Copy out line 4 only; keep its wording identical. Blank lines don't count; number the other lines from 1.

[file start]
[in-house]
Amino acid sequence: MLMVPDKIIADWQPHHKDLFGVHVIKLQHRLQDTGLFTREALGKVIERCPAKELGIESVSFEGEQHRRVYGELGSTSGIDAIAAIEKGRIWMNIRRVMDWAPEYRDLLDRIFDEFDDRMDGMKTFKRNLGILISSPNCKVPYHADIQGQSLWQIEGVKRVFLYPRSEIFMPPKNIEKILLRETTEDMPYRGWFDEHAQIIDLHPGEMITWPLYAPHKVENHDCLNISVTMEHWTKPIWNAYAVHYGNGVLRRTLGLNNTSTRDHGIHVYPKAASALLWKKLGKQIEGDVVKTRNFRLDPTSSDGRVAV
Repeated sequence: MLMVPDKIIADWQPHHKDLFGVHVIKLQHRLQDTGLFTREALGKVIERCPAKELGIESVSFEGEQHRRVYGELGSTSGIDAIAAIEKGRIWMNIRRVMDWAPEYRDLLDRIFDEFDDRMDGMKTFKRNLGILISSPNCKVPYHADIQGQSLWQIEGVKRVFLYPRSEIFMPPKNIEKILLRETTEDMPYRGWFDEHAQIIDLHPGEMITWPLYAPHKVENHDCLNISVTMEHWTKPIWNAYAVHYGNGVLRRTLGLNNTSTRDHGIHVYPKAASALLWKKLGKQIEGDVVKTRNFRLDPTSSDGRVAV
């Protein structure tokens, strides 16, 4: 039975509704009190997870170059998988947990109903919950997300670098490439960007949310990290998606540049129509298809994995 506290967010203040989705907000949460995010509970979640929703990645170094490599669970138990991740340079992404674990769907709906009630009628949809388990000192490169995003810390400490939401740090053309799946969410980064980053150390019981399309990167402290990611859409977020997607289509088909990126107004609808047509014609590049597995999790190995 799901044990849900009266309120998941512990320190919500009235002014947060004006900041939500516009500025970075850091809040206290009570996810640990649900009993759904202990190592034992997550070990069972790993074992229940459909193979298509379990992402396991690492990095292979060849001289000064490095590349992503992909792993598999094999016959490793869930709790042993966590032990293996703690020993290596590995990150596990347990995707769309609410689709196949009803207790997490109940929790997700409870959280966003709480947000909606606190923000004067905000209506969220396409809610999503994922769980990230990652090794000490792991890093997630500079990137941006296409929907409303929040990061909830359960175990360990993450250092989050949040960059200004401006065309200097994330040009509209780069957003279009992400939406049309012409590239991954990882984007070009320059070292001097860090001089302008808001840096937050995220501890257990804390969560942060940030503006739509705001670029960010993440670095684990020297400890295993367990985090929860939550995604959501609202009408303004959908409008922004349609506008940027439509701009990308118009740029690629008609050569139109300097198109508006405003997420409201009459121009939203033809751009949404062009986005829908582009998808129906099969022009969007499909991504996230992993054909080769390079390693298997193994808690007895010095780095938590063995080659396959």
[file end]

């Protein structure tokens, strides 16, 4: 039975509704009190997870170059998988947990109903919950997300670098490439960007949310990290998606540049129509298809994995 506290967010203040989705907000949460995010509970979640929703990645170094490599669970138990991740340079992404674990769907709906009630009628949809388990000192490169995003810390400490939401740090053309799946969410980064980053150390019981399309990167402290990611859409977020997607289509088909990126107004609808047509014609590049597995999790190995 799901044990849900009266309120998941512990320190919500009235002014947060004006900041939500516009500025970075850091809040206290009570996810640990649900009993759904202990190592034992997550070990069972790993074992229940459909193979298509379990992402396991690492990095292979060849001289000064490095590349992503992909792993598999094999016959490793869930709790042993966590032990293996703690020993290596590995990150596990347990995707769309609410689709196949009803207790997490109940929790997700409870959280966003709480947000909606606190923000004067905000209506969220396409809610999503994922769980990230990652090794000490792991890093997630500079990137941006296409929907409303929040990061909830359960175990360990993450250092989050949040960059200004401006065309200097994330040009509209780069957003279009992400939406049309012409590239991954990882984007070009320059070292001097860090001089302008808001840096937050995220501890257990804390969560942060940030503006739509705001670029960010993440670095684990020297400890295993367990985090929860939550995604959501609202009408303004959908409008922004349609506008940027439509701009990308118009740029690629008609050569139109300097198109508006405003997420409201009459121009939203033809751009949404062009986005829908582009998808129906099969022009969007499909991504996230992993054909080769390079390693298997193994808690007895010095780095938590063995080659396959």